Vaginal Discourse

[Trigger warning for suicide, homophobia, and transphobia]

Note: I wrote this in October 2010. I’ve been sitting on it since then. With the Transgender Day of Remembrance coming up this Sunday, I feel like this is a good time to share it.

I’m a survivor. I’m also not a therapist. It’s not in my interest (or yours) for me to counsel you on mental health. Thus, I’m keeping the comments closed.


An acquaintance took her life this past weekend.

This post isn’t about me (or her), but for the record, I’m doing alright. Members of this particular social circle are in various stage of processing, doing what they need to do.

I trust many readers will not be surprised to find out that my acquaintance was a young, queer and gender non-conforming woman (who I’ll refer to as Sam). The last person I knew to commit suicide, back in 2008, was a trans woman named Sarah.

It’s important to not erase the many straight people who wrestle with depression and self-harm. However, I want to take this moment to give folks yet another reminder of the shortcomings of the media’s newfound (and, I suspect, fading) interest in homophobic bullying and suicide.

Appropriating death within LGBTQ circles is an extremely sensitive issue, but I’m compelled to point out that this isn’t just a “gay” issue. I don’t know how Sam identified (I know plenty of her friends, but it strikes me as extraordinarily insensitive and beside the point to inquire), but I will say that she struck me as very much “gender non-conforming.”

The labels people give themselves vary with generation and social circle. While I’m not interested in starting a round of oppression olympics, most (if not all) of the media attention I’ve heard about centers on the difficulties on gay kids, on how hard it is to be a “normal” kid just like all the others, who just so happens to like girls or boys instead of boys or girls. Not only does this erase bisexual and queer young people, but it also avoids the terrifying and potentially suffocating reality one faces when one’s gender presentation does not match what society tells one it should be.

News coverage has focused on that one guy in New Jersey, and that other one in Michigan, and perhaps one more in Texas or California; I don’t even know, I’ve had a hard time keeping track. This is not about one or two or five or ten young people. There has been more than one LGBTQ suicide in New Jersey than that of Tyler Clementi this year. I guarantee it.

My morbid confidence stems from my experience in trans communities. If you are trans or are active in trans communities, you already (or will) know a victim of suicide. Period. Suicide is not just something that’s in the news, it’s something to discuss on a Friday night. Particularly when I was going through the especially rough work of self-discovery and early transition, I cannot tell you how many hours I spent online chatting with folks about their self-destructive urges. This was, at the very least, a weekly activity.

One of my dear, dear friends (who has since gone stealth and off the grid– if you’re out there, I’d love to hear from you, E) once confided in me that she felt a bit cheated of the “trans experience” because she had never attempted suicide. Her comment, as always, was dripping with snark, but not without insight. In some trans circles, trading suicide stories is like trading coming out stories.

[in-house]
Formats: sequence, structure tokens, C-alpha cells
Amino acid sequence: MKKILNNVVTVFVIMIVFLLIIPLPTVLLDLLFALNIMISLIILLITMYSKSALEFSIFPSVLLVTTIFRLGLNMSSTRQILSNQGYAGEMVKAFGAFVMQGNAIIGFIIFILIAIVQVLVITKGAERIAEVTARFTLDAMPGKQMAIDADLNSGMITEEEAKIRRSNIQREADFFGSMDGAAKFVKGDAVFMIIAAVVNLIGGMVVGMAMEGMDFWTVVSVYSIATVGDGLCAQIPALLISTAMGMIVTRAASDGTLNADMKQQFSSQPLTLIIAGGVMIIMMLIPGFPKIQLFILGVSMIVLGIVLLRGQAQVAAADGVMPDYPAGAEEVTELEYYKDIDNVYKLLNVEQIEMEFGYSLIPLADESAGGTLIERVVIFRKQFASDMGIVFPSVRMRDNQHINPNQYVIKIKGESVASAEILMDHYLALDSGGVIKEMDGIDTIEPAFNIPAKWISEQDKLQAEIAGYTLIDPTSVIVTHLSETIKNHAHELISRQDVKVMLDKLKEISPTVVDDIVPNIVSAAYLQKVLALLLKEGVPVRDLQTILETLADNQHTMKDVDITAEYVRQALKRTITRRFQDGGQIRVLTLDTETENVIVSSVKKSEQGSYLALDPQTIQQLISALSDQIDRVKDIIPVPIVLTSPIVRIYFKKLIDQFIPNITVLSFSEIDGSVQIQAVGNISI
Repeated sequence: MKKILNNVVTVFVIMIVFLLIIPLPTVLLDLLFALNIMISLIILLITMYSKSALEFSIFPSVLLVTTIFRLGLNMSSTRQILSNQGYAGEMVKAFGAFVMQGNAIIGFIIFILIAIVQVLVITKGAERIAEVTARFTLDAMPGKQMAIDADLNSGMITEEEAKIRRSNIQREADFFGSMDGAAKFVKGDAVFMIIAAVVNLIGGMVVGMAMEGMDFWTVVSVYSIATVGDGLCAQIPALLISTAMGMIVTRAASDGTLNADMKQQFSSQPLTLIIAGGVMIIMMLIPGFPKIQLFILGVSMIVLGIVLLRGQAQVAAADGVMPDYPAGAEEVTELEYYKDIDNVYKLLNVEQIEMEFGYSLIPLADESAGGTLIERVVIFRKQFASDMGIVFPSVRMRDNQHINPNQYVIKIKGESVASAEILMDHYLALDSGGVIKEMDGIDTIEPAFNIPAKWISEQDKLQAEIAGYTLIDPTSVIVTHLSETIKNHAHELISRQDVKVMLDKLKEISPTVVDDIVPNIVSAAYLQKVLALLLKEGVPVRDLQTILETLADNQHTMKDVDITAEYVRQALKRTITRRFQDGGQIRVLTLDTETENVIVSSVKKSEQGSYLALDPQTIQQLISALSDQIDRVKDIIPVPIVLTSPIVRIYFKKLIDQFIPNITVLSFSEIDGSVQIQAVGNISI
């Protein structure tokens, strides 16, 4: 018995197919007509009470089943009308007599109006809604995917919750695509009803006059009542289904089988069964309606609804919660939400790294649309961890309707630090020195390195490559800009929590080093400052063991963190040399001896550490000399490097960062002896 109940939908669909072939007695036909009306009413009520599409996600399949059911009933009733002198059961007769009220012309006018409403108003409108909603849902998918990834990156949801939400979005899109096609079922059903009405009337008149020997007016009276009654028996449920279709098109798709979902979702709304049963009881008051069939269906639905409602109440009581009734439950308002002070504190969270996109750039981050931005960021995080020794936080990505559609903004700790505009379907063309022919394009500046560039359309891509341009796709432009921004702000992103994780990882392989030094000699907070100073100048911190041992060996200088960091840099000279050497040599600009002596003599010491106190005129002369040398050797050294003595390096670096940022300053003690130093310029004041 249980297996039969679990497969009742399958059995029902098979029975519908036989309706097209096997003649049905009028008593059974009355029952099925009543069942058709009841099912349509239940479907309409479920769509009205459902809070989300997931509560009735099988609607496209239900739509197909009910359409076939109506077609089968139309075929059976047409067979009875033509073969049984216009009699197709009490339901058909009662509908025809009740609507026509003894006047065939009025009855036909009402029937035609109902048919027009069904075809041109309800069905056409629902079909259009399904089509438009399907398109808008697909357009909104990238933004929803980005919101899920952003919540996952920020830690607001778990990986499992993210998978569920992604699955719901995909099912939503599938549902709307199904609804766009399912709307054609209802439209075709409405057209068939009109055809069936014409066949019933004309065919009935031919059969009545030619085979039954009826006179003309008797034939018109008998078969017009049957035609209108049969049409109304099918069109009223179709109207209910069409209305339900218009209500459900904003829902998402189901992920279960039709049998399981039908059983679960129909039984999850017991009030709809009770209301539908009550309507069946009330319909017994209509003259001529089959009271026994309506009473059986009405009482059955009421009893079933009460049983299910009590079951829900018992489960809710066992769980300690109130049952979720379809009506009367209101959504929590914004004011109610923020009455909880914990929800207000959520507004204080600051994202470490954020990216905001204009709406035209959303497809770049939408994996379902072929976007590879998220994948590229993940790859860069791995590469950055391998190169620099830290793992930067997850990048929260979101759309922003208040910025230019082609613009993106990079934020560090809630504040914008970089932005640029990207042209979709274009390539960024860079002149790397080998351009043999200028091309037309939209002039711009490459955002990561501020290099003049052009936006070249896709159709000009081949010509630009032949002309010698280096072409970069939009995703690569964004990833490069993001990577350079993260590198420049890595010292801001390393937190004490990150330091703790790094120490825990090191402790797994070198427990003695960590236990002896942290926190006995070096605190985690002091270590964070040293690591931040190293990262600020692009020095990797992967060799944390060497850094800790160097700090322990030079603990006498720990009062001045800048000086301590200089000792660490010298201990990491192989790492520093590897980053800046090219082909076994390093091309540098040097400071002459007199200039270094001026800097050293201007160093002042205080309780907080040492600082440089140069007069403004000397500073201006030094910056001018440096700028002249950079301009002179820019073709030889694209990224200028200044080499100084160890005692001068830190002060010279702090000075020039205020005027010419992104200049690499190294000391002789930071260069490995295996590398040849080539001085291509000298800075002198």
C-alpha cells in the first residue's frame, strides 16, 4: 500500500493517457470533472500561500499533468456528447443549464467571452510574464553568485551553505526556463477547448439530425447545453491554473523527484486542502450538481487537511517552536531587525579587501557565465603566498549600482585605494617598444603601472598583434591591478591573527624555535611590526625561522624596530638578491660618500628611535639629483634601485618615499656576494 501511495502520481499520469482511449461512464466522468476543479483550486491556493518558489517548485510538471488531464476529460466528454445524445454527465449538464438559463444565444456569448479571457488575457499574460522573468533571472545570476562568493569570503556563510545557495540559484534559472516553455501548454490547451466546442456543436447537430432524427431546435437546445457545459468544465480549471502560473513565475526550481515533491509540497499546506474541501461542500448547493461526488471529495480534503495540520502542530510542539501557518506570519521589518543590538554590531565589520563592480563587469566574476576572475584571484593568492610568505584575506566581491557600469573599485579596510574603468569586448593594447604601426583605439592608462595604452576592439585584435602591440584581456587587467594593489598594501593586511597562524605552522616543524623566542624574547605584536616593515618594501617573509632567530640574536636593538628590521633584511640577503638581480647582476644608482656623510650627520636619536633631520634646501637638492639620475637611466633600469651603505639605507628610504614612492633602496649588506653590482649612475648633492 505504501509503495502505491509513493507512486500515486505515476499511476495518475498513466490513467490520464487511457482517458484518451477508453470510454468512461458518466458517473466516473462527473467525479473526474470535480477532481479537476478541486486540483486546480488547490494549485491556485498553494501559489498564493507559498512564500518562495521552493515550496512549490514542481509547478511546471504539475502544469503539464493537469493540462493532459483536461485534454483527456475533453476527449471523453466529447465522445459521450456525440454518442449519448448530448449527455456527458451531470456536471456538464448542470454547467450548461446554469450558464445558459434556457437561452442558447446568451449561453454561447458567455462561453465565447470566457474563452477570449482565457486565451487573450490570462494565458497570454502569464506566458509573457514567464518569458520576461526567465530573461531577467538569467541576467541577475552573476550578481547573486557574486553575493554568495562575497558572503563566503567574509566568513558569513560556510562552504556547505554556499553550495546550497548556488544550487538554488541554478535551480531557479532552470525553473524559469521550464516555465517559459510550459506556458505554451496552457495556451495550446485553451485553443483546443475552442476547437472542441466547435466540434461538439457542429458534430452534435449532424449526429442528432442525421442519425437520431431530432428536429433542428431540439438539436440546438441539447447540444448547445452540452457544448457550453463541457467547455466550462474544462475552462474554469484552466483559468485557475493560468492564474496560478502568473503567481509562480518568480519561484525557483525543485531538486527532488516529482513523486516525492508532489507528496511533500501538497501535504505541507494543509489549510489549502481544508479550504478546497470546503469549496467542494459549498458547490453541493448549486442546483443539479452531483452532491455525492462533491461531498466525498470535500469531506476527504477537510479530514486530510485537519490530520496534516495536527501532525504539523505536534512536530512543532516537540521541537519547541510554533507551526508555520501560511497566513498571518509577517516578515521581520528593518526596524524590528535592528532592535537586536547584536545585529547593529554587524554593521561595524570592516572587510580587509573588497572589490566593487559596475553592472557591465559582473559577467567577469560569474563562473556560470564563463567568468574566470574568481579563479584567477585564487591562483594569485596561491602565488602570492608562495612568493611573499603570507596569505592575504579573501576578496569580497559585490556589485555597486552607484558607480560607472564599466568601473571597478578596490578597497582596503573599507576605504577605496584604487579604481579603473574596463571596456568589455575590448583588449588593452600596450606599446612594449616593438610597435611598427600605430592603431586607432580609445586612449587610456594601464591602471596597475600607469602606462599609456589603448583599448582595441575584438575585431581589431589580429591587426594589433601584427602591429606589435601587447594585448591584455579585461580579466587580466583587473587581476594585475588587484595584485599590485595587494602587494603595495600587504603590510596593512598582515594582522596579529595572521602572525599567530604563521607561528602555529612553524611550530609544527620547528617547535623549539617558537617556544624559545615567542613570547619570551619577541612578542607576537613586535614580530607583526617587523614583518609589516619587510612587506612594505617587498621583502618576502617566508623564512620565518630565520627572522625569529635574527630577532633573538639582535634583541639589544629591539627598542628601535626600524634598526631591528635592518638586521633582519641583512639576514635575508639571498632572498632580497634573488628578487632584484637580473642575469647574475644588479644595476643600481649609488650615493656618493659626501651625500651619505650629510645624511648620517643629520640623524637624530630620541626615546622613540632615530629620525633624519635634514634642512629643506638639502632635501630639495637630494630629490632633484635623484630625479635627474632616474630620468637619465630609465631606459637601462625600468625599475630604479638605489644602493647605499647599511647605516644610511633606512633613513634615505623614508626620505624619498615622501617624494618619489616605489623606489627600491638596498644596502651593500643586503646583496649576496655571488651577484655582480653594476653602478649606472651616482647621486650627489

Of course, this phenomenon is unfortunate for multiple reasons. It’s obviously tragic that so many of us have attempted suicide, and that far, far too many of us have succeeded. It’s also tragic that there are undoubtedly trans and gender non-conforming people out there who feel like depression and self-harm is what society expects of them.

Not every young LGBTQ person who attempts suicide is a student. I actually had long conversations with my friend Sarah about her desire to return to school. Access to education is not universal, yet sadly, exposure to homophobia and transphobia is. Not every person attempting self-harm is young, either. Of course, these stories (along with those of Sam and Sarah) clash with today’s popular narrative of “bullied gay student pushed too far”, and they don’t often get reported.

Suicide by LGBQ and especially trans and gender non-conforming people: it is not a recent, limited, or localized phenomenon.

And about bullying, yes, please, let’s address bullying. Bullying is a huge problem, as it always has been, even before the internet age. However, I don’t like the narrative the media is selling. Bullying implies a certain number of bad seeds saying things that, at the very least, shouldn’t be said, and occasionally doing things that shouldn’t be done. You know, boys will be boys but we really need to watch them, because sometimes they can do things that are really hurtful.

Governments do not bully. Employers do not bully. Newspapers and blogs and movies do not bully. Bullying implies a limited subset of behaviors on the part of a finite number of other people. While it’s fine to concern ourselves with bullying, it also lets us off the hook. What I see, and what LGBTQ people deal with is systemic hatred and oppression, and many, many people are complicit, regardless of whether or not they know it.

We all need to be allies. Those of us, who, like myself, have struggled with suicide and depression can certainly speak out and let others know that there just might be people in this world who understand and are willing to listen. However, this is not enough. We all need to work on bringing about systemic change, and this begins with everyone acknowledging and embracing their role as creators of culture.


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